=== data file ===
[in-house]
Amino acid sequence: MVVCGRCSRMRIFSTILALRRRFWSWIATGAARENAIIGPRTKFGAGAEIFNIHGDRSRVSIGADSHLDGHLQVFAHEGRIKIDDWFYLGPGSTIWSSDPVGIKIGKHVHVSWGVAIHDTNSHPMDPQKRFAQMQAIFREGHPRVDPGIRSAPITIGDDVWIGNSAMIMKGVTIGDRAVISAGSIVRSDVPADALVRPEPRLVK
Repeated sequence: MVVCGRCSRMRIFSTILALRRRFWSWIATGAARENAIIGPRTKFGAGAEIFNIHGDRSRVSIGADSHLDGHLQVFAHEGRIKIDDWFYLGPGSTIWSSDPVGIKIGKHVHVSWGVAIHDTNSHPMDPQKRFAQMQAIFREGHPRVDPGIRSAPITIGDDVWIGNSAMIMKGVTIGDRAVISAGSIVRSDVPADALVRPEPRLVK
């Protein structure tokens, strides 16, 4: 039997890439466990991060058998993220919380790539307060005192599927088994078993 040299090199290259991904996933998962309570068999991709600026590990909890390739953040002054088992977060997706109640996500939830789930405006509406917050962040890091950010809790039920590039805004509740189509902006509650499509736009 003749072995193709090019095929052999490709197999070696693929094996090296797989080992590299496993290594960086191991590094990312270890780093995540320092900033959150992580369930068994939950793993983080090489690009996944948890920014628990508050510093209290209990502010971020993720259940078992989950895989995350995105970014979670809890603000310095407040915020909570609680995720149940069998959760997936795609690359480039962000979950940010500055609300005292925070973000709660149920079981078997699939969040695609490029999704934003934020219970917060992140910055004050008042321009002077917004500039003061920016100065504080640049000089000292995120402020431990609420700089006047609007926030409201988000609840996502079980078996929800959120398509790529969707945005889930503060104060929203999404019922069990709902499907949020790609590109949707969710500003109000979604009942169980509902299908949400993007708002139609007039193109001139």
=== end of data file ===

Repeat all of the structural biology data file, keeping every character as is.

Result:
[in-house]
Amino acid sequence: MVVCGRCSRMRIFSTILALRRRFWSWIATGAARENAIIGPRTKFGAGAEIFNIHGDRSRVSIGADSHLDGHLQVFAHEGRIKIDDWFYLGPGSTIWSSDPVGIKIGKHVHVSWGVAIHDTNSHPMDPQKRFAQMQAIFREGHPRVDPGIRSAPITIGDDVWIGNSAMIMKGVTIGDRAVISAGSIVRSDVPADALVRPEPRLVK
Repeated sequence: MVVCGRCSRMRIFSTILALRRRFWSWIATGAARENAIIGPRTKFGAGAEIFNIHGDRSRVSIGADSHLDGHLQVFAHEGRIKIDDWFYLGPGSTIWSSDPVGIKIGKHVHVSWGVAIHDTNSHPMDPQKRFAQMQAIFREGHPRVDPGIRSAPITIGDDVWIGNSAMIMKGVTIGDRAVISAGSIVRSDVPADALVRPEPRLVK
């Protein structure tokens, strides 16, 4: 039997890439466990991060058998993220919380790539307060005192599927088994078993 040299090199290259991904996933998962309570068999991709600026590990909890390739953040002054088992977060997706109640996500939830789930405006509406917050962040890091950010809790039920590039805004509740189509902006509650499509736009 003749072995193709090019095929052999490709197999070696693929094996090296797989080992590299496993290594960086191991590094990312270890780093995540320092900033959150992580369930068994939950793993983080090489690009996944948890920014628990508050510093209290209990502010971020993720259940078992989950895989995350995105970014979670809890603000310095407040915020909570609680995720149940069998959760997936795609690359480039962000979950940010500055609300005292925070973000709660149920079981078997699939969040695609490029999704934003934020219970917060992140910055004050008042321009002077917004500039003061920016100065504080640049000089000292995120402020431990609420700089006047609007926030409201988000609840996502079980078996929800959120398509790529969707945005889930503060104060929203999404019922069990709902499907949020790609590109949707969710500003109000979604009942169980509902299908949400993007708002139609007039193109001139």